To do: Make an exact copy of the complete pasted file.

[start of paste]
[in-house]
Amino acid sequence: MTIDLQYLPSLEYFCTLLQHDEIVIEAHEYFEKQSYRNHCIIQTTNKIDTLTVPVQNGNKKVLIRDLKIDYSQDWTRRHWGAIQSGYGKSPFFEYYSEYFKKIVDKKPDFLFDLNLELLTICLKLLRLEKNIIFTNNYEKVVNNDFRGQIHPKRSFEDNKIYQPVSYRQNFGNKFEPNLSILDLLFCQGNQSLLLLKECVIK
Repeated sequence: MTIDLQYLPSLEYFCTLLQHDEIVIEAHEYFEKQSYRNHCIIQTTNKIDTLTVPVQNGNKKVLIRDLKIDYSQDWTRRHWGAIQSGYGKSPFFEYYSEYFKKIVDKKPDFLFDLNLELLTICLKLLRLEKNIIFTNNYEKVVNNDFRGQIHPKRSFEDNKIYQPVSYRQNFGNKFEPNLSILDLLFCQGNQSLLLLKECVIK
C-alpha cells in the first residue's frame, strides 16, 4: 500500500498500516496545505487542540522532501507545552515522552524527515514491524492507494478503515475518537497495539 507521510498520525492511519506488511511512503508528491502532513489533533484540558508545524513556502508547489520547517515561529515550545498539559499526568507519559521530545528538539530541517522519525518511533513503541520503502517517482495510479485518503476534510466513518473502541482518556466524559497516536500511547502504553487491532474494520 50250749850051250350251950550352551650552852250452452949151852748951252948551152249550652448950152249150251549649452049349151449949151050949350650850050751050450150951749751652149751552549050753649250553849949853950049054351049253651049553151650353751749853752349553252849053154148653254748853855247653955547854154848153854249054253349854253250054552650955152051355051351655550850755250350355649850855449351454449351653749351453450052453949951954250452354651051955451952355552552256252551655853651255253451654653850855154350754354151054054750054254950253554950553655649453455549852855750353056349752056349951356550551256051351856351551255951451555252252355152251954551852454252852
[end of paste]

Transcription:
[in-house]
Amino acid sequence: MTIDLQYLPSLEYFCTLLQHDEIVIEAHEYFEKQSYRNHCIIQTTNKIDTLTVPVQNGNKKVLIRDLKIDYSQDWTRRHWGAIQSGYGKSPFFEYYSEYFKKIVDKKPDFLFDLNLELLTICLKLLRLEKNIIFTNNYEKVVNNDFRGQIHPKRSFEDNKIYQPVSYRQNFGNKFEPNLSILDLLFCQGNQSLLLLKECVIK
Repeated sequence: MTIDLQYLPSLEYFCTLLQHDEIVIEAHEYFEKQSYRNHCIIQTTNKIDTLTVPVQNGNKKVLIRDLKIDYSQDWTRRHWGAIQSGYGKSPFFEYYSEYFKKIVDKKPDFLFDLNLELLTICLKLLRLEKNIIFTNNYEKVVNNDFRGQIHPKRSFEDNKIYQPVSYRQNFGNKFEPNLSILDLLFCQGNQSLLLLKECVIK
C-alpha cells in the first residue's frame, strides 16, 4: 500500500498500516496545505487542540522532501507545552515522552524527515514491524492507494478503515475518537497495539 507521510498520525492511519506488511511512503508528491502532513489533533484540558508545524513556502508547489520547517515561529515550545498539559499526568507519559521530545528538539530541517522519525518511533513503541520503502517517482495510479485518503476534510466513518473502541482518556466524559497516536500511547502504553487491532474494520 50250749850051250350251950550352551650552852250452452949151852748951252948551152249550652448950152249150251549649452049349151449949151050949350650850050751050450150951749751652149751552549050753649250553849949853950049054351049253651049553151650353751749853752349553252849053154148653254748853855247653955547854154848153854249054253349854253250054552650955152051355051351655550850755250350355649850855449351454449351653749351453450052453949951954250452354651051955451952355552552256252551655853651255253451654653850855154350754354151054054750054254950253554950553655649453455549852855750353056349752056349951356550551256051351856351551255951451555252252355152251954551852454252852